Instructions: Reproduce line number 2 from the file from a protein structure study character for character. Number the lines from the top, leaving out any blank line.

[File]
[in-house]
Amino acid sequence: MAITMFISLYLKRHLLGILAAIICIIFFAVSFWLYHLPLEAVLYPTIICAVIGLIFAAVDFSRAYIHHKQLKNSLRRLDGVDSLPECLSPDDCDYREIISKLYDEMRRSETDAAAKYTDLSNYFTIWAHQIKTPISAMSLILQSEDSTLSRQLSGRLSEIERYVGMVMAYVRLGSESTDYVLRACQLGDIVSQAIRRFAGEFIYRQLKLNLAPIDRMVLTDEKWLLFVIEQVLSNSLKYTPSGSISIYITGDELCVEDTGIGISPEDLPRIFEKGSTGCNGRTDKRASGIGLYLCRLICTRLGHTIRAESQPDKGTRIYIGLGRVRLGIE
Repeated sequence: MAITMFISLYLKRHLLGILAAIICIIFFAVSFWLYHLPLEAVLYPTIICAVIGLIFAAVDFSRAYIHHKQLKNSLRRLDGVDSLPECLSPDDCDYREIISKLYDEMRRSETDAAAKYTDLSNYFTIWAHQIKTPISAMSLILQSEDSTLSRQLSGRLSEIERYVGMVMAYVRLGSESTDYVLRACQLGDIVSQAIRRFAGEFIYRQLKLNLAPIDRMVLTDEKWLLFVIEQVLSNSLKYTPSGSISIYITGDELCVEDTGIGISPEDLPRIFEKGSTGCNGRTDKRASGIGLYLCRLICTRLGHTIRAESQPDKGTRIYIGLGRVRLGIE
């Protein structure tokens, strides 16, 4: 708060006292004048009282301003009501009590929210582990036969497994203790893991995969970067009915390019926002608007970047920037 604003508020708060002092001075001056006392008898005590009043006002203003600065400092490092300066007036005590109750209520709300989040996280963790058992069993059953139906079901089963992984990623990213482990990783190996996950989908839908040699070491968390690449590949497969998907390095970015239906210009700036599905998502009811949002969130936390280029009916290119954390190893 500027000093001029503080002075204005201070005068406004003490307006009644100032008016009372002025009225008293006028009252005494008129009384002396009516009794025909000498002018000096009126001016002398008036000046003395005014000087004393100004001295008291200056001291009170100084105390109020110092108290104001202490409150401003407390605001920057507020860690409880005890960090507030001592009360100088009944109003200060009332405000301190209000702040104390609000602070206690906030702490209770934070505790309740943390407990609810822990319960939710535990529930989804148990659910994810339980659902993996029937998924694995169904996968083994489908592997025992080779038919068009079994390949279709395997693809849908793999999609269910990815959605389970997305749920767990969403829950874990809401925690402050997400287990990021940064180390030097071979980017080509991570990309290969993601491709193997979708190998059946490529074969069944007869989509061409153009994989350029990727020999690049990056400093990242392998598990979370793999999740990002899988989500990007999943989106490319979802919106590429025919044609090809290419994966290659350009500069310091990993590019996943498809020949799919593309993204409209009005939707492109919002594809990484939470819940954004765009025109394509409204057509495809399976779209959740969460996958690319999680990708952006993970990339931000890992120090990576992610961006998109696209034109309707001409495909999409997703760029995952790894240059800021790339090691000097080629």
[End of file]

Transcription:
Amino acid sequence: MAITMFISLYLKRHLLGILAAIICIIFFAVSFWLYHLPLEAVLYPTIICAVIGLIFAAVDFSRAYIHHKQLKNSLRRLDGVDSLPECLSPDDCDYREIISKLYDEMRRSETDAAAKYTDLSNYFTIWAHQIKTPISAMSLILQSEDSTLSRQLSGRLSEIERYVGMVMAYVRLGSESTDYVLRACQLGDIVSQAIRRFAGEFIYRQLKLNLAPIDRMVLTDEKWLLFVIEQVLSNSLKYTPSGSISIYITGDELCVEDTGIGISPEDLPRIFEKGSTGCNGRTDKRASGIGLYLCRLICTRLGHTIRAESQPDKGTRIYIGLGRVRLGIE